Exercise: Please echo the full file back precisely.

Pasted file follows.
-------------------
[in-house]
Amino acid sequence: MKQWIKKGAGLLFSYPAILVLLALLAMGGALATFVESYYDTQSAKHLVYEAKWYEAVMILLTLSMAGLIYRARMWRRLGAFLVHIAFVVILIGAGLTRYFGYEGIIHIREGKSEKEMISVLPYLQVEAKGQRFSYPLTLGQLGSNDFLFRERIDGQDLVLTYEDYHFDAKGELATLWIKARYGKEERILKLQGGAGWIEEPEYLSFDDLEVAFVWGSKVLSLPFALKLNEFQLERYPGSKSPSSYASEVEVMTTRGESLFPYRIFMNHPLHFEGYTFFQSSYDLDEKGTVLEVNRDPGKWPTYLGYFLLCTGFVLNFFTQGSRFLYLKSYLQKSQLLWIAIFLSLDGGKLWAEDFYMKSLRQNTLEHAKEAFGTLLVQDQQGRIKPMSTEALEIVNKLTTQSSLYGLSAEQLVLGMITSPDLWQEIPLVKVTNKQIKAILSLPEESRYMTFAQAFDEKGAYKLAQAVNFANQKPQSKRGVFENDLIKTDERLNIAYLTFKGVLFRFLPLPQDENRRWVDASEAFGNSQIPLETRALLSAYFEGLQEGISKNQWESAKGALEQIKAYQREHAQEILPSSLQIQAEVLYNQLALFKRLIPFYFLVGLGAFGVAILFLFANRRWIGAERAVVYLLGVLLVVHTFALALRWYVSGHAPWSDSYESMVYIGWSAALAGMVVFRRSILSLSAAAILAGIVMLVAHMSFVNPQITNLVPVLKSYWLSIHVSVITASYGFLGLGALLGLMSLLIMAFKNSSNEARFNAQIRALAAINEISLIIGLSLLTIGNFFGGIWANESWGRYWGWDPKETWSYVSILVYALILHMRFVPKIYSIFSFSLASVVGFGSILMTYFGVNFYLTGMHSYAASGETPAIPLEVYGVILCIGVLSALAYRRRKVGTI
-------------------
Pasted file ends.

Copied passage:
[in-house]
Amino acid sequence: MKQWIKKGAGLLFSYPAILVLLALLAMGGALATFVESYYDTQSAKHLVYEAKWYEAVMILLTLSMAGLIYRARMWRRLGAFLVHIAFVVILIGAGLTRYFGYEGIIHIREGKSEKEMISVLPYLQVEAKGQRFSYPLTLGQLGSNDFLFRERIDGQDLVLTYEDYHFDAKGELATLWIKARYGKEERILKLQGGAGWIEEPEYLSFDDLEVAFVWGSKVLSLPFALKLNEFQLERYPGSKSPSSYASEVEVMTTRGESLFPYRIFMNHPLHFEGYTFFQSSYDLDEKGTVLEVNRDPGKWPTYLGYFLLCTGFVLNFFTQGSRFLYLKSYLQKSQLLWIAIFLSLDGGKLWAEDFYMKSLRQNTLEHAKEAFGTLLVQDQQGRIKPMSTEALEIVNKLTTQSSLYGLSAEQLVLGMITSPDLWQEIPLVKVTNKQIKAILSLPEESRYMTFAQAFDEKGAYKLAQAVNFANQKPQSKRGVFENDLIKTDERLNIAYLTFKGVLFRFLPLPQDENRRWVDASEAFGNSQIPLETRALLSAYFEGLQEGISKNQWESAKGALEQIKAYQREHAQEILPSSLQIQAEVLYNQLALFKRLIPFYFLVGLGAFGVAILFLFANRRWIGAERAVVYLLGVLLVVHTFALALRWYVSGHAPWSDSYESMVYIGWSAALAGMVVFRRSILSLSAAAILAGIVMLVAHMSFVNPQITNLVPVLKSYWLSIHVSVITASYGFLGLGALLGLMSLLIMAFKNSSNEARFNAQIRALAAINEISLIIGLSLLTIGNFFGGIWANESWGRYWGWDPKETWSYVSILVYALILHMRFVPKIYSIFSFSLASVVGFGSILMTYFGVNFYLTGMHSYAASGETPAIPLEVYGVILCIGVLSALAYRRRKVGTI